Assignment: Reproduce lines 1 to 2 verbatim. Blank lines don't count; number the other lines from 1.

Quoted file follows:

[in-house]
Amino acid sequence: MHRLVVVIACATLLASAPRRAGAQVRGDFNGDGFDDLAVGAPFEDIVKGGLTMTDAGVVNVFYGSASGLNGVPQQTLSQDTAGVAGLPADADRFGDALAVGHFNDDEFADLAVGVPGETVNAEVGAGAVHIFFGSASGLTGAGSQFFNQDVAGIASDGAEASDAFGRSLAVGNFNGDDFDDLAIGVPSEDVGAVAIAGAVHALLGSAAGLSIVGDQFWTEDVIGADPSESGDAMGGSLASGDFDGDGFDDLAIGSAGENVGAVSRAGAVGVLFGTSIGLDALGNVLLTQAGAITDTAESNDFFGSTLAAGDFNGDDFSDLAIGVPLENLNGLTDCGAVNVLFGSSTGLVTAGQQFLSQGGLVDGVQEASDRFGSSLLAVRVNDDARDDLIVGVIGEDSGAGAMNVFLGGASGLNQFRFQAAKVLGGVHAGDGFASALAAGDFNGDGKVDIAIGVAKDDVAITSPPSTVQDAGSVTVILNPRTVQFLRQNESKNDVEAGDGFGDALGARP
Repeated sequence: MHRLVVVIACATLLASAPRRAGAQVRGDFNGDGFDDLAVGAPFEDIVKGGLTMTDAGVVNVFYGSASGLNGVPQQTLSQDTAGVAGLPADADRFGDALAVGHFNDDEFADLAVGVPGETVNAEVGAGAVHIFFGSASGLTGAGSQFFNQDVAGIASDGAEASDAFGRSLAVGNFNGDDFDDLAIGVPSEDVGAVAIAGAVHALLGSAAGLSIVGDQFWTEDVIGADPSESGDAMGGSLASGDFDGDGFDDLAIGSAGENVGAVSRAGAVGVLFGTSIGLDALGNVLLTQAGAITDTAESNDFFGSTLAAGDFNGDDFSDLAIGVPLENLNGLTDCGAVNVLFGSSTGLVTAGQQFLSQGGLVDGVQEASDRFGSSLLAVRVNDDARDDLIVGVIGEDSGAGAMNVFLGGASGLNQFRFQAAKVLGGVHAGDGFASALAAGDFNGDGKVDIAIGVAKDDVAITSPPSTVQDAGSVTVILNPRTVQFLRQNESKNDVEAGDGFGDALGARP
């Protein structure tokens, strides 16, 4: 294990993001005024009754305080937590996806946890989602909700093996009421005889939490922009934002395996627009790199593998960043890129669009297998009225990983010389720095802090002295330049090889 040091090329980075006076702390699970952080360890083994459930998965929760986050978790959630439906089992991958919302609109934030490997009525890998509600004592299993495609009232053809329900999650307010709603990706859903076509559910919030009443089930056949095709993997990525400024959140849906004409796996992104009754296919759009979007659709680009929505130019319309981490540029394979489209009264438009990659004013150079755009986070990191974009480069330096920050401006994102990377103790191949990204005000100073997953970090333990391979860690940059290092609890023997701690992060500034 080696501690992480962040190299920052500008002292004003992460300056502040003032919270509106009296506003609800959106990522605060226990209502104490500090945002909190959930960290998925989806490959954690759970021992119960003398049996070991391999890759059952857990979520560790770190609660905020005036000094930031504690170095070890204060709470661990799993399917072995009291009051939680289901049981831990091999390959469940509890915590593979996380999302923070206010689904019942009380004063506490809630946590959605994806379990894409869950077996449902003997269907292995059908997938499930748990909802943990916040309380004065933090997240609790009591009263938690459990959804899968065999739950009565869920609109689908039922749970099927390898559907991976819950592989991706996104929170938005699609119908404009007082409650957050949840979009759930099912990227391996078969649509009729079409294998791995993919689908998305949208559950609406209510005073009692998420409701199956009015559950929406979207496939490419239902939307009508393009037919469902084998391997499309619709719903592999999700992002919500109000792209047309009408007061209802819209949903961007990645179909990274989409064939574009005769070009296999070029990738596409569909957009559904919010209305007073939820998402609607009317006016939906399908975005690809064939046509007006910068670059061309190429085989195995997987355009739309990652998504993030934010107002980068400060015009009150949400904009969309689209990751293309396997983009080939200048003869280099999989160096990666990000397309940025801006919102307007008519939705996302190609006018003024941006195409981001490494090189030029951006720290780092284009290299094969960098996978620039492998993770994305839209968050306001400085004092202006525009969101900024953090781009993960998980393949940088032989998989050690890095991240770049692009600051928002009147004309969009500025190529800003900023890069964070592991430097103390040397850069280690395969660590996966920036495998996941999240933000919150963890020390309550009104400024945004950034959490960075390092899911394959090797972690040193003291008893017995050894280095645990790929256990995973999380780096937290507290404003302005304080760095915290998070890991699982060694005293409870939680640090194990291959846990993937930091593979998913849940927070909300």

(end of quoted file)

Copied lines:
[in-house]
Amino acid sequence: MHRLVVVIACATLLASAPRRAGAQVRGDFNGDGFDDLAVGAPFEDIVKGGLTMTDAGVVNVFYGSASGLNGVPQQTLSQDTAGVAGLPADADRFGDALAVGHFNDDEFADLAVGVPGETVNAEVGAGAVHIFFGSASGLTGAGSQFFNQDVAGIASDGAEASDAFGRSLAVGNFNGDDFDDLAIGVPSEDVGAVAIAGAVHALLGSAAGLSIVGDQFWTEDVIGADPSESGDAMGGSLASGDFDGDGFDDLAIGSAGENVGAVSRAGAVGVLFGTSIGLDALGNVLLTQAGAITDTAESNDFFGSTLAAGDFNGDDFSDLAIGVPLENLNGLTDCGAVNVLFGSSTGLVTAGQQFLSQGGLVDGVQEASDRFGSSLLAVRVNDDARDDLIVGVIGEDSGAGAMNVFLGGASGLNQFRFQAAKVLGGVHAGDGFASALAAGDFNGDGKVDIAIGVAKDDVAITSPPSTVQDAGSVTVILNPRTVQFLRQNESKNDVEAGDGFGDALGARP